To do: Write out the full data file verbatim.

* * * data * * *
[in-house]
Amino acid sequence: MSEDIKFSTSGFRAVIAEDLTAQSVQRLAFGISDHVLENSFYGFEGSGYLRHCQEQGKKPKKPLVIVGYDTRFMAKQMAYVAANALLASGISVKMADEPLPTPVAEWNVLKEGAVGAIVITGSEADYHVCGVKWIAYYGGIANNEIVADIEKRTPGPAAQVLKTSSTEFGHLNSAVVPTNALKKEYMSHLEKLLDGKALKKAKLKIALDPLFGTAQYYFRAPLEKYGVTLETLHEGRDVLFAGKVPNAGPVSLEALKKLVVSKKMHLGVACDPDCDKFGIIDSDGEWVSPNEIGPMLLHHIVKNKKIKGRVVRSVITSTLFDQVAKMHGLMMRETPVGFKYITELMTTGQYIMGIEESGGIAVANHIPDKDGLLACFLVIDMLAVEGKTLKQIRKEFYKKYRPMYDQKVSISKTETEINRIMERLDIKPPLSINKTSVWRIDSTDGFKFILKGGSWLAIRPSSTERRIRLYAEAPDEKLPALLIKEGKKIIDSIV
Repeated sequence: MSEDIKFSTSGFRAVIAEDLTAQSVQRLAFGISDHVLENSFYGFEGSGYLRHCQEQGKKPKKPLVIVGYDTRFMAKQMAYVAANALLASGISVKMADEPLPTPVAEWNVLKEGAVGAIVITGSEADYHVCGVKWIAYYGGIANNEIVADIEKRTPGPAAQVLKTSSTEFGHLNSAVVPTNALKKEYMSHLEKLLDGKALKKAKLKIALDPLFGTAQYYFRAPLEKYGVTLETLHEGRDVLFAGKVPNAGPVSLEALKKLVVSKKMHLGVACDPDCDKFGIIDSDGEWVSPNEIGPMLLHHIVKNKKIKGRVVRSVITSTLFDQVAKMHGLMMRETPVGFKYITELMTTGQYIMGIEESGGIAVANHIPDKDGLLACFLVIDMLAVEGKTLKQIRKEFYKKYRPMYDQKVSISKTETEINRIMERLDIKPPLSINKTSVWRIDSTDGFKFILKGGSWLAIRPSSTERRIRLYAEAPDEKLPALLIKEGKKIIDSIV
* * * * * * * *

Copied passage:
[in-house]
Amino acid sequence: MSEDIKFSTSGFRAVIAEDLTAQSVQRLAFGISDHVLENSFYGFEGSGYLRHCQEQGKKPKKPLVIVGYDTRFMAKQMAYVAANALLASGISVKMADEPLPTPVAEWNVLKEGAVGAIVITGSEADYHVCGVKWIAYYGGIANNEIVADIEKRTPGPAAQVLKTSSTEFGHLNSAVVPTNALKKEYMSHLEKLLDGKALKKAKLKIALDPLFGTAQYYFRAPLEKYGVTLETLHEGRDVLFAGKVPNAGPVSLEALKKLVVSKKMHLGVACDPDCDKFGIIDSDGEWVSPNEIGPMLLHHIVKNKKIKGRVVRSVITSTLFDQVAKMHGLMMRETPVGFKYITELMTTGQYIMGIEESGGIAVANHIPDKDGLLACFLVIDMLAVEGKTLKQIRKEFYKKYRPMYDQKVSISKTETEINRIMERLDIKPPLSINKTSVWRIDSTDGFKFILKGGSWLAIRPSSTERRIRLYAEAPDEKLPALLIKEGKKIIDSIV
Repeated sequence: MSEDIKFSTSGFRAVIAEDLTAQSVQRLAFGISDHVLENSFYGFEGSGYLRHCQEQGKKPKKPLVIVGYDTRFMAKQMAYVAANALLASGISVKMADEPLPTPVAEWNVLKEGAVGAIVITGSEADYHVCGVKWIAYYGGIANNEIVADIEKRTPGPAAQVLKTSSTEFGHLNSAVVPTNALKKEYMSHLEKLLDGKALKKAKLKIALDPLFGTAQYYFRAPLEKYGVTLETLHEGRDVLFAGKVPNAGPVSLEALKKLVVSKKMHLGVACDPDCDKFGIIDSDGEWVSPNEIGPMLLHHIVKNKKIKGRVVRSVITSTLFDQVAKMHGLMMRETPVGFKYITELMTTGQYIMGIEESGGIAVANHIPDKDGLLACFLVIDMLAVEGKTLKQIRKEFYKKYRPMYDQKVSISKTETEINRIMERLDIKPPLSINKTSVWRIDSTDGFKFILKGGSWLAIRPSSTERRIRLYAEAPDEKLPALLIKEGKKIIDSIV